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Cyclist rides for kids' sakes

September 08, 1997

By JENNYLYNN BROWN

Staff Writer

BOONSBORO - The Little Engine That Could gained confidence and reached its destination with positive thoughts.

Ellen Savoy's transportation is different, but just like that engine - she thinks she can.

Today, Savoy starts a 400-mile bike trip from Grantsville, Md., to Ocean City, Md., for the OutSpokin' for Maryland's Kids Project.

As program coordinator for treatment foster care at San Mar Children's Home, Inc., Savoy, 45, interviews children, meets families and arranges pre-placement visits.

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"We work with kids who are convinced that they just can't do things in life. They're more focused on what they can't do," Executive Director Bruce T. Anderson said.

He said Savoy's message is to reach for what seems impossible - and some of San Mar's children are picking up on it.

"I think her greatest moment will be riding into San Mar after 100 miles of mountains. We will be here at the bull roast to celebrate," Anderson said.

Biking from Grantsville, nine cyclists are expected at San Mar around 5 p.m. today.

From San Mar, the group will cycle to Catonsville, Md., Crownsville, Md., and Salisbury, Md., ending Sept. 12 in Ocean City.

The Maryland Association of Resources for Families and Youth sponsors the ride, which helps raise money for Maryland's group homes.

Today's Bull Roast and Open House at 8504 Mapleville Rd. is a San Mar fund-raiser. Tickets for the 5 to 7 p.m. meal are two for $25, one for $15 and $5 for children under 10.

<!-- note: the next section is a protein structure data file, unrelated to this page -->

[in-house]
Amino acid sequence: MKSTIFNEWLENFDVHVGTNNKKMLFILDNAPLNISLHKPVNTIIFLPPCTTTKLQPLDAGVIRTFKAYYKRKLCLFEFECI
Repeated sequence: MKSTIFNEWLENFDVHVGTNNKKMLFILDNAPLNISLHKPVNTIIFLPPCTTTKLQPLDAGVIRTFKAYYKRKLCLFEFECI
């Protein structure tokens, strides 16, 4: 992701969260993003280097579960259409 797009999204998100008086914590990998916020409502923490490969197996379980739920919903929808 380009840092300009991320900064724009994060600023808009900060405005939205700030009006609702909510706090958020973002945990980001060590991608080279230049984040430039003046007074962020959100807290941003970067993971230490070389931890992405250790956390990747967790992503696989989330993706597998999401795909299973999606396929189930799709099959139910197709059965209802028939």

Savoy, who lives on Outer Drive in Hagerstown, had been a spectator of the event for years, said Anderson, 45.

"I told her, `Now you're riding for all other people who have things in their lives that they think they can't do,'" he said.

What motivated Savoy to become an athlete?

A doctor's report.

At 43, her cholesterol and blood pressure were getting high - almost high enough to require medication, she said.

"I got serious about making changes. I give the Lord the credit for those changes in eating and exercising," Savoy said.

She lost 40 pounds.

"As I started seeing success in weight loss and biking, I said, `I can do this if I decide to do this,' but I had a whole lot of fear."

To get over that fear, she signed up for RAGBRAI, the Des Moines Register's Annual Great Bike Ride Across Iowa, held July 20-27 with 15,000 other bikers participating.

"We did 500 miles in seven days. It started with back wheel in the Missouri River and ended with the front wheel in the Mississippi River."

Decked out in her red, white, yellow and black jersey, black cycling shorts, helmet, gloves and biking shoes atop a borrowed 21-speed Allez bike, Savoy is prepared to go to the finish again, riding this time for the children.

"Young people, and adults as well, seem to lack commitment and follow-through and look for immediate gratification - what feels good now. If I would have kept that mind set, I couldn't have accomplished what I wanted to do," she said.

Savoy wants the same feeling she had finishing the Iowa ride - "the pride knowing I completed it ... and then I'll be ready to set another goal."

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